And whilst I didn’t want to end on negatives because the film doesn’t deserve them, I’m going to end with a second and third, although much like the first one above, neither are major ones. Towards the end a fourth survivor is introduced, imaginatively credited as “Woman”, played as Clara Lago, and whilst it adds a bit more to a potential body count, you can literally take the character out of the film and be left with pretty much the exact same film. She offers nothing at all the movie, tone, development or progression of the film, and I’d have preferred them not to introduce a new character at all. The fact that they didn’t even give her a name should tell you all that you need to know.
There is also a character that only communicates to Patrick over the radio, taunting him about his life, but you never once learn who that character actually is. Once he starts sobering up, Patrick turns his radio off during one of the sessions of getting abuse, showing that he is no longer desperate to fill his life with just anyone to talk to, but again, who was that guy? It’s an unresolved plot point and whilst not pivotal to the storyline (much like “Woman”) I am curious as to who it was.
However, the fact that the only three negatives that I can think of are so minor is a good thing.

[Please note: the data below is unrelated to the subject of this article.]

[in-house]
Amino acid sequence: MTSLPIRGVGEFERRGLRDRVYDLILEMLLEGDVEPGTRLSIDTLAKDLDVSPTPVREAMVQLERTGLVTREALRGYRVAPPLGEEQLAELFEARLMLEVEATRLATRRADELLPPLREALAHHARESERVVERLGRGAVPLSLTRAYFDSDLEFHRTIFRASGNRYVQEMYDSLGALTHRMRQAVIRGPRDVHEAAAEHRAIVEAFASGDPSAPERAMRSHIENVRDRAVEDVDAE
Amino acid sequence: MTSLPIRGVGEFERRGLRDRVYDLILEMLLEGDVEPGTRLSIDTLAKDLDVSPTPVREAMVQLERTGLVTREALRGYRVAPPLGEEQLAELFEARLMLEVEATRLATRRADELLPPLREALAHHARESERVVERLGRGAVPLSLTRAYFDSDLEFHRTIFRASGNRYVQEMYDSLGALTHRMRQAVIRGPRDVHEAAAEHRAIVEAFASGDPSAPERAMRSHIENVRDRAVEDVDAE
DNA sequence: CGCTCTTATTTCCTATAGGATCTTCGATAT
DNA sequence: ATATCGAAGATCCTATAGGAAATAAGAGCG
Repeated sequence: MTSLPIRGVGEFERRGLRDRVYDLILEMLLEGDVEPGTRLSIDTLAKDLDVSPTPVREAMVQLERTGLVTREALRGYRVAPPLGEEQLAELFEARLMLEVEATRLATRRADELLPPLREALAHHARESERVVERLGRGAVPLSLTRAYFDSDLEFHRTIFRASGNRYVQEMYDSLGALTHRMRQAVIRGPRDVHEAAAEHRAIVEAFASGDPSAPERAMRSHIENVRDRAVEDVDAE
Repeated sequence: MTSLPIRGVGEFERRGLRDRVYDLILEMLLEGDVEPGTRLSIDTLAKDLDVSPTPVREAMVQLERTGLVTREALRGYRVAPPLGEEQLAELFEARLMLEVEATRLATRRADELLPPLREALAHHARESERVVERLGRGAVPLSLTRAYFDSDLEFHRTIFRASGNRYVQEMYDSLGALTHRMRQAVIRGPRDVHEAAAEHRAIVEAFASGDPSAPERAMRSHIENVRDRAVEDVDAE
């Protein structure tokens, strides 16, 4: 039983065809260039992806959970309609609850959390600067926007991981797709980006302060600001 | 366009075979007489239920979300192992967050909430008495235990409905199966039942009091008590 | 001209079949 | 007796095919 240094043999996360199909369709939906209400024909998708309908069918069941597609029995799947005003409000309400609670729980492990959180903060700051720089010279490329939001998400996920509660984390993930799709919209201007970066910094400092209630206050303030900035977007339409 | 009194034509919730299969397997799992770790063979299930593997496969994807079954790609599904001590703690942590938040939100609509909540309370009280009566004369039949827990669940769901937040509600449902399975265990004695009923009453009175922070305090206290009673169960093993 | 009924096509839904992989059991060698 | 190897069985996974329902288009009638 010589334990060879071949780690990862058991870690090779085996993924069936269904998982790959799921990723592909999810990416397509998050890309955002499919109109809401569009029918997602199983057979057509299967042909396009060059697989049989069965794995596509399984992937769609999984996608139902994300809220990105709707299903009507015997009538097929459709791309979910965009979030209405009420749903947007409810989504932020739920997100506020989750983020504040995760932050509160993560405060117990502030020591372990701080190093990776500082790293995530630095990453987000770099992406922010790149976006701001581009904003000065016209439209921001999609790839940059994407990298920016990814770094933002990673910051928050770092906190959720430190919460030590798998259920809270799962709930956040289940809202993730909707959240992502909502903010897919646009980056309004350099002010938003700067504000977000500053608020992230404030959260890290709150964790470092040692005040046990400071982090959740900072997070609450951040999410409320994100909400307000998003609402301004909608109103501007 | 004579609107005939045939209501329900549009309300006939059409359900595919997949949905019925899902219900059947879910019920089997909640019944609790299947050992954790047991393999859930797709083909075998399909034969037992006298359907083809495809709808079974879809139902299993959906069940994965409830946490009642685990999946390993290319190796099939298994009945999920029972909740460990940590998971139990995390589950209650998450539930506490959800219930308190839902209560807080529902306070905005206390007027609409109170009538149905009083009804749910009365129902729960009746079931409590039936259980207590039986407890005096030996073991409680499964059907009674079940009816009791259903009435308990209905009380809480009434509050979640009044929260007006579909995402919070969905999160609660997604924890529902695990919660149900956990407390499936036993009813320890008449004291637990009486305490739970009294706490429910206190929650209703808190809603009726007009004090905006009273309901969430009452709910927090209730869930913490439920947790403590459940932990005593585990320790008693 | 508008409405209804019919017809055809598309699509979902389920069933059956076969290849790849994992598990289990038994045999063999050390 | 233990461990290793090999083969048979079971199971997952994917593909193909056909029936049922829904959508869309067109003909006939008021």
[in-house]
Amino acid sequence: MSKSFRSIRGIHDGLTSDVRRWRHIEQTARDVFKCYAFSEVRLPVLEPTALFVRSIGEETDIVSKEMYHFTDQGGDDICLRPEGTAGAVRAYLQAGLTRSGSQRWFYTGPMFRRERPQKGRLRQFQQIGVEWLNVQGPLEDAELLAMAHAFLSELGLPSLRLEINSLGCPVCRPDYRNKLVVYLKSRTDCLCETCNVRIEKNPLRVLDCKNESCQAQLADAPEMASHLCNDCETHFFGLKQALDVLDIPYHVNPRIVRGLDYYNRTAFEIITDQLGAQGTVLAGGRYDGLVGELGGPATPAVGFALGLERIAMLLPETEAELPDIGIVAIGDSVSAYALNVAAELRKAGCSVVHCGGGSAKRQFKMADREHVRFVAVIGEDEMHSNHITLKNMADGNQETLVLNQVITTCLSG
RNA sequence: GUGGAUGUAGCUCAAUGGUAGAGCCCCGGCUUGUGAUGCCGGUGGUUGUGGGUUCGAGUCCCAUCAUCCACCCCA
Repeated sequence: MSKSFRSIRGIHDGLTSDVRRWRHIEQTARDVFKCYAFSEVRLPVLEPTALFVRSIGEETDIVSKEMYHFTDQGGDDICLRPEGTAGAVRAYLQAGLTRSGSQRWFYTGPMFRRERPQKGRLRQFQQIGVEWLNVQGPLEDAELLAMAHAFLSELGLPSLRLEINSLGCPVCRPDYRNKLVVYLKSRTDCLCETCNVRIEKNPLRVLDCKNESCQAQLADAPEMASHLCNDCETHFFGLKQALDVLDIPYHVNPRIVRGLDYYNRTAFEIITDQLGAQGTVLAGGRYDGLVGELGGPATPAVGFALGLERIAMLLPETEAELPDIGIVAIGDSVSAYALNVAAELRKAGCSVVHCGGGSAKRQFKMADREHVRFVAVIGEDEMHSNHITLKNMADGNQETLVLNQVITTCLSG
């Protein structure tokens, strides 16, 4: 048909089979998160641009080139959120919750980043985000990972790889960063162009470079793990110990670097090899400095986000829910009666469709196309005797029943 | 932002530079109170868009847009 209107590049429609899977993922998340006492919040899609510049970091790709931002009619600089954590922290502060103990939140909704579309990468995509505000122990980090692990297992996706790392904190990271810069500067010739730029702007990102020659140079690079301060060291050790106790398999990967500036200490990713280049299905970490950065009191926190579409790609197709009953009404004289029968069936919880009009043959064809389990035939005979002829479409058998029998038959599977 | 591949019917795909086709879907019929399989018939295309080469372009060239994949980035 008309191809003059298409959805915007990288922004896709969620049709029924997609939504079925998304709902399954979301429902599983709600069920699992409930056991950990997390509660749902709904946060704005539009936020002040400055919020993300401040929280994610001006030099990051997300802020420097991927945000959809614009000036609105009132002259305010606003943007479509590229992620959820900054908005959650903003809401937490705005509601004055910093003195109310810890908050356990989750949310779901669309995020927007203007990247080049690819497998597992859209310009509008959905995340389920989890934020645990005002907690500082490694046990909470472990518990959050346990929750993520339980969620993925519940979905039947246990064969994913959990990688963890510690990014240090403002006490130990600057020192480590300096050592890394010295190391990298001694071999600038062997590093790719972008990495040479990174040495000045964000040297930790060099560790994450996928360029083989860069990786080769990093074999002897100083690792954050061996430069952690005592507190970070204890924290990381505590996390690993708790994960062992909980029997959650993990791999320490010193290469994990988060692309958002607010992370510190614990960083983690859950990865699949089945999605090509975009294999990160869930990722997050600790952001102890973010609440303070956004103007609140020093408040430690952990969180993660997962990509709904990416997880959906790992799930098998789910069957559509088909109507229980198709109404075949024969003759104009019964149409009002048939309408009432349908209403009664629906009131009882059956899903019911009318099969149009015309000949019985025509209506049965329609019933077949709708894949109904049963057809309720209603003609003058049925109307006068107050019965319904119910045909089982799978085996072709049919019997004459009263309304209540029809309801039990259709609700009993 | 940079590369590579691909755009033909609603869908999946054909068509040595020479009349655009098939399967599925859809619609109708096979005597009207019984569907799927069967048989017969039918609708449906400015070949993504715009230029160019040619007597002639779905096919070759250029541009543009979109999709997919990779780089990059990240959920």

I’m getting a run of them recently and I couldn’t be happier about it, and by that I am referring to films which I can give my seal of approval to. Much like Exit Humanity, this film is character driven and the action sequences feel secondary, almost to the point where you forget that you’re watching a horror film. With a run time of just over 105 minutes, I was sat there wanting more, and that’s saying something.
Matthew Fox is superb and whilst he’s not the only one who puts in a good showing, he steals the show as the alcoholic Patrick, and it was one of those performances that I would describe as changing your perception of an actor. Much like Jake Gyllenhaal did with Nightcrawler, Fox changed my opinion of him with this portrayal, taking him from an average actor, to one that I can see a great deal of potential in.
Don’t go into this film expecting non-stop, wall to wall action, because you’re not going to get it. Instead you’re going to get a very enjoyable experience watching it. Extinction may not be original, infact there’s very little about it, but after 105 minutes I can only think of a few minor faults and that is something that I don’t get to say often at all.